SHELL and ScottishPower are to consider undertaking huge offshore wind farm projects in Scotland. I would like to hear more about approximate figures on the number of jobs (and percentage of total jobs) that may go to Scotland or at least the UK (Scotland is my preference as other regions have other green energy investment to divide among them). This should include data on jobs in the supply of raw materials, manufacture of plant, installation of plant, running of plant and maintenance and so on.

The companies say they have the “right blend of skills and experience” and “it will create thousands of jobs and manufacturing opportunities and will ripple down through the supply chain”. I hope this applies to the various stages of the project and does not means crumbs from the table like has happened with previous wind farms, of any type, and bridges and other major construction projects. There is some good money in the licensing but it is hoped that real jobs, in real numbers, will appear, as well as second tier supply chain jobs.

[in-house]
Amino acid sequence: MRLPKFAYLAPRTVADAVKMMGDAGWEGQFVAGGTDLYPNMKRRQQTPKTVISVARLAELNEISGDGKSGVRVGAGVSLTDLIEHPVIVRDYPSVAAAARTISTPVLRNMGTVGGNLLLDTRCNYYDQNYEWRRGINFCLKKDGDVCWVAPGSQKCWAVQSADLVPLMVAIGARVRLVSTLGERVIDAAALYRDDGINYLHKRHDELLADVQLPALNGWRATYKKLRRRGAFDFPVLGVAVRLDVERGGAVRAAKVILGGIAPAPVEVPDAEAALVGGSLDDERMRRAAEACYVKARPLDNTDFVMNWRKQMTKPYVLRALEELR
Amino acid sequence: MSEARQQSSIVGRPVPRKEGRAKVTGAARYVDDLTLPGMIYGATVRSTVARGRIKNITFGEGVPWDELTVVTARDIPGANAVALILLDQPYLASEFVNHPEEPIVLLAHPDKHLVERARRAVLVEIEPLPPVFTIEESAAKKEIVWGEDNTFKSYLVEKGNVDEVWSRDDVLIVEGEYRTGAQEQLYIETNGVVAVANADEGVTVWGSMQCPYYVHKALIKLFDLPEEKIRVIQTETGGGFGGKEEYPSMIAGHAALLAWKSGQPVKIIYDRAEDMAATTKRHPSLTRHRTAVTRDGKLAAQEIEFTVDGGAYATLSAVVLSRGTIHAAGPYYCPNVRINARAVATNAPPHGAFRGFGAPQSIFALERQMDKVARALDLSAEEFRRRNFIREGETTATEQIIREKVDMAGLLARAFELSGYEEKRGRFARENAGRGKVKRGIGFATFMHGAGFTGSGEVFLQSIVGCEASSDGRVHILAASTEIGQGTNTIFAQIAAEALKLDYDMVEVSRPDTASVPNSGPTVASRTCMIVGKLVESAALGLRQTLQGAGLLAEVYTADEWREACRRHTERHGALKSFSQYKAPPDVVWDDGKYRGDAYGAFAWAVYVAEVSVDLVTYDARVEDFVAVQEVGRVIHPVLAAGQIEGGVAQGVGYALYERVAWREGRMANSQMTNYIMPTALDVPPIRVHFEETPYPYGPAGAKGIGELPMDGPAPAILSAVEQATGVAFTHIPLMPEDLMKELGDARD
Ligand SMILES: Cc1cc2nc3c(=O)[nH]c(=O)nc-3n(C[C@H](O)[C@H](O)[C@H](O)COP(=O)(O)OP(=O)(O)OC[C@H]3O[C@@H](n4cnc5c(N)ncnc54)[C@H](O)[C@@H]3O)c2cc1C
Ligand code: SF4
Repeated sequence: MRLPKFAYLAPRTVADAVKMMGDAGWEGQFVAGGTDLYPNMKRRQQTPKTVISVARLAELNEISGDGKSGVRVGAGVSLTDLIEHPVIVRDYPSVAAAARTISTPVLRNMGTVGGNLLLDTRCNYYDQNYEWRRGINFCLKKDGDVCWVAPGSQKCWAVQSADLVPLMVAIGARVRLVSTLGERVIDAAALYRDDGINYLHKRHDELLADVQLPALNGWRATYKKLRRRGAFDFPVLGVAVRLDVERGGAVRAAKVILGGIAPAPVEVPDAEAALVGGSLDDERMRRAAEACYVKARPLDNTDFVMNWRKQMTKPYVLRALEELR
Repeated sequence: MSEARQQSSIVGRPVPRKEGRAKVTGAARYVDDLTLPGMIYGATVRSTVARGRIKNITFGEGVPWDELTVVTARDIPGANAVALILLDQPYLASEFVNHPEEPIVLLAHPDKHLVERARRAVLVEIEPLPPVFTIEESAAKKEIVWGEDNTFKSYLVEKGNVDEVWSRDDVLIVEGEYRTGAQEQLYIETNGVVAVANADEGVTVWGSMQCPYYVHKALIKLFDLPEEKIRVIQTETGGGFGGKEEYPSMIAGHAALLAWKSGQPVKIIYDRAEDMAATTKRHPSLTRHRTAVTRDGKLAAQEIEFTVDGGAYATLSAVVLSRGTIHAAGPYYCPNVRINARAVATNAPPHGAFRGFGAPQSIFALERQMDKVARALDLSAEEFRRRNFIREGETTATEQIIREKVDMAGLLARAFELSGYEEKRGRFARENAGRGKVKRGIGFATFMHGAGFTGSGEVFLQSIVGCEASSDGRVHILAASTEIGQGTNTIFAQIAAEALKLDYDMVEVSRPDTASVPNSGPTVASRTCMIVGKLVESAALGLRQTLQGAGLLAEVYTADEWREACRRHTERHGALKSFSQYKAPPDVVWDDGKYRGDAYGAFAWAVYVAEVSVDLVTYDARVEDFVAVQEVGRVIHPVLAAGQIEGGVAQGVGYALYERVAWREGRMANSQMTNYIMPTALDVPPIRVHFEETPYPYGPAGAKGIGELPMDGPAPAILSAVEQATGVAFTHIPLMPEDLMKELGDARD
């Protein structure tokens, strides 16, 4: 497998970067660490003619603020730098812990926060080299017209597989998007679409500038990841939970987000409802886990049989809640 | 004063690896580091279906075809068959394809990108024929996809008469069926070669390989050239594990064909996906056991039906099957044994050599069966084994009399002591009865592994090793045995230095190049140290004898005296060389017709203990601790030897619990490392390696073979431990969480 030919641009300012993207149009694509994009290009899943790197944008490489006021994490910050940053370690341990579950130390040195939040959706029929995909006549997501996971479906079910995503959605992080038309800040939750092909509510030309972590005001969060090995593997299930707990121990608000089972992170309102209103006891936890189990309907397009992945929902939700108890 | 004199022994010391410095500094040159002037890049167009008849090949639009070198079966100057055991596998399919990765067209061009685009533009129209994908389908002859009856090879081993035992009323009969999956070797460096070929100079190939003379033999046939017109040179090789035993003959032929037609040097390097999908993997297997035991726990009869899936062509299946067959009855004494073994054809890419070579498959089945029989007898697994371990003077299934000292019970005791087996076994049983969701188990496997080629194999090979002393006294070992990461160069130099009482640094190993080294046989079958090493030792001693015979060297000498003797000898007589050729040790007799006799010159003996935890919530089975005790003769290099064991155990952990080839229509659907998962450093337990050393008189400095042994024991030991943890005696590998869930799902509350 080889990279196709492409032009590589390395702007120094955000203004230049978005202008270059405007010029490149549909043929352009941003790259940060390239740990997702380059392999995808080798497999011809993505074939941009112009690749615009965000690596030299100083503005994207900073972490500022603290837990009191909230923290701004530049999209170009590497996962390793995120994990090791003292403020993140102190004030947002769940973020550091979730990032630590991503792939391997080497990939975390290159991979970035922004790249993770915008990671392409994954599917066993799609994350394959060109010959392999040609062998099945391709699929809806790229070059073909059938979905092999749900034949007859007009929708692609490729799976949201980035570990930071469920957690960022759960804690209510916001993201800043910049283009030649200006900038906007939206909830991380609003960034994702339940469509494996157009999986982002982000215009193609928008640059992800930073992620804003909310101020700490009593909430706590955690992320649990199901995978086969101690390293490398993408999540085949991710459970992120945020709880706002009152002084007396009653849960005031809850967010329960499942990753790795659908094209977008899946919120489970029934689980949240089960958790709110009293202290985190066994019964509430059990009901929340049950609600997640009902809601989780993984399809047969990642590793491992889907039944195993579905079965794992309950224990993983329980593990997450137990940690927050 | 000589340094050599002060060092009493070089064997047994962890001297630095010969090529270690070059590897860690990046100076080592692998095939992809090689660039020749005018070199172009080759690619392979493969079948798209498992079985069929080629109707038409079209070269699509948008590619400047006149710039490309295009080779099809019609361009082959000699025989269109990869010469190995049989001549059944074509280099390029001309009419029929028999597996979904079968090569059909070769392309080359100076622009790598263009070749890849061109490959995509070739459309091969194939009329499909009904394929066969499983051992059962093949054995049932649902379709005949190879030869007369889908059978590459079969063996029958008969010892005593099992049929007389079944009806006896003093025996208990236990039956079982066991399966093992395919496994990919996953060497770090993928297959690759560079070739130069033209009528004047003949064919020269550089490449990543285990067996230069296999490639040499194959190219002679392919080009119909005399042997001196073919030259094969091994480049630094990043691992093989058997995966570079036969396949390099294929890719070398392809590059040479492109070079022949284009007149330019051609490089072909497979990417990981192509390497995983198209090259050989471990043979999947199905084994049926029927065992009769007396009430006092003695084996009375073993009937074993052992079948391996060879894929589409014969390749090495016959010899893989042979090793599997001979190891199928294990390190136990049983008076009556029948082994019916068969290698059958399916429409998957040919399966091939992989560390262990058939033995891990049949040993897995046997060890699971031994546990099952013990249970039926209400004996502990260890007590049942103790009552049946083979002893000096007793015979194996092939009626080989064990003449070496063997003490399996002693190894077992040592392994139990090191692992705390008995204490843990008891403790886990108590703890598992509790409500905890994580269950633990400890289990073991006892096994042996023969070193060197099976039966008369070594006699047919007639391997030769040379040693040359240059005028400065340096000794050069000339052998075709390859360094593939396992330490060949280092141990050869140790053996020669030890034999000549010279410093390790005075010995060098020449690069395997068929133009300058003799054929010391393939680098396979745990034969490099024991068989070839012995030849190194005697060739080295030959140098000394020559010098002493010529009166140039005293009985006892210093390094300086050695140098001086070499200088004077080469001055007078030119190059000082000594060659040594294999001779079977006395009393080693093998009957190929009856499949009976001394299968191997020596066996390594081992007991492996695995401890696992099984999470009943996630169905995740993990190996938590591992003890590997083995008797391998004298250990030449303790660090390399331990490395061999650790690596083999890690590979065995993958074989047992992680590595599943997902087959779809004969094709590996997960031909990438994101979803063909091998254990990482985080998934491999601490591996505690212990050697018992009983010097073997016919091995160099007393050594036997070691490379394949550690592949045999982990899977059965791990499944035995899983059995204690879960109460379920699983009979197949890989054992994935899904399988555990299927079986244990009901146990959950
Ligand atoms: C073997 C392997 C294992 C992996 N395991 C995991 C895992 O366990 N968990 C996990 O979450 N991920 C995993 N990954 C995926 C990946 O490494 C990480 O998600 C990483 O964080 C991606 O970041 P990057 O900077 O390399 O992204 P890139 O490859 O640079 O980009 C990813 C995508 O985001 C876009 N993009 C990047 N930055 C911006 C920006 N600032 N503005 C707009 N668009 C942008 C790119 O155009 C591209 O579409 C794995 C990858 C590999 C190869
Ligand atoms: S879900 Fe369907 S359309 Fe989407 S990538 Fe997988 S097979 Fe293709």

Niall McTeague, Glasgow.


THE article by Adam Tomkins ("A country at ease with its dual identity. What every Scot can learn from Wales", The Herald, July 21) was thoughtful and, I think, echoed some of the opinions expressed by Gordon Brown in his interventions in the independence debate; the question of how Scotland (and Wales) could find a path to independence while staying in close partnership with England in an asymmetric state.